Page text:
Little is known about health-related quality of life (HRQoL) in pediatric patients with cardiac rhythm devices. This study aims to compare self- and proxy-reported HRQoL in patients with pacemaker (PM) and implantable cardioverter-defibrillator (ICD) to that in sex- and age-matched healthy controls and to examine predictors for generic and disease-specific HRQoL.
The study included 72 PM and ICD patients (39% females) and 72 sex- and age-matched healthy controls from 3 to 18 years of age. HRQoL data was obtained by the PedsQL 4.0 Generic Core Scales and Pediatric Cardiac Quality of Life Inventory. Medical data was collected retrospectively from medical records.
Patients had significantly lower self- and proxy-reported generic overall HRQoL and lower physical health than healthy controls, and ICD patients also had lower psychosocial health. On multivariate analyses, generic overall HRQoL and physical health was significantly predicted by current cardiac medication (β = -.39, p = .02 for overall HRQoL, respectively β = -.44, p = .006 for physical health). Disease-specific overall HRQoL was only marginally predicted by child age, device type, and the presence of a structural congenital heart disease (p < .10).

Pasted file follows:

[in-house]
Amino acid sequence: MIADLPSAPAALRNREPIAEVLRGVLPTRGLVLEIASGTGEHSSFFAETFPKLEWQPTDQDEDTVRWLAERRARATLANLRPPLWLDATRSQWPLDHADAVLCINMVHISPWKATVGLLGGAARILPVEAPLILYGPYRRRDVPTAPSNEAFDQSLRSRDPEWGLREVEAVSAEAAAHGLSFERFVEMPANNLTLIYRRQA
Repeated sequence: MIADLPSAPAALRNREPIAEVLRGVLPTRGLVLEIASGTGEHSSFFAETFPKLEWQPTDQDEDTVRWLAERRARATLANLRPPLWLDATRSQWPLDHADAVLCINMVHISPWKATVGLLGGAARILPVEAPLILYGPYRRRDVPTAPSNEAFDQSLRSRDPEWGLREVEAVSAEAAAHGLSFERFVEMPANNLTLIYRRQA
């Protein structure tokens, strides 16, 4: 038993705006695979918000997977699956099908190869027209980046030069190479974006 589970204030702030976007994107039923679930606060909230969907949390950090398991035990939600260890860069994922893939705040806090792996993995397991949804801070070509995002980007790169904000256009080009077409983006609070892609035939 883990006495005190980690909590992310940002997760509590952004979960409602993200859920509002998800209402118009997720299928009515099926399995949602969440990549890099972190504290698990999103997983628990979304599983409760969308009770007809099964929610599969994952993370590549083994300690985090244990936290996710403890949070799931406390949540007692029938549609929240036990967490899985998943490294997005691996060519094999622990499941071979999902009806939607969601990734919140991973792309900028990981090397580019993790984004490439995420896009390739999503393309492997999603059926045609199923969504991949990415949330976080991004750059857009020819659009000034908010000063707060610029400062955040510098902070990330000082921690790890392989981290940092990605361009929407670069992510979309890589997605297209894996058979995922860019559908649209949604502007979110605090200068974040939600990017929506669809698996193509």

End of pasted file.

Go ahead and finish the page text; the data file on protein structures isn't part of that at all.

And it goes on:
This study shows that PM and ICD patients have lower HRQoL than healthy controls and that patients who need cardiac medication are seen by their parents at great risk for lower generic overall HRQoL. Our study also indicates a trend towards higher risk for low disease-specific HRQoL in younger patients, ICD patients, and patients with a structural congenital heart disease. Special attention should be given to these patients as they may benefit from a timely clinical evaluation in order to provide supportive interventions.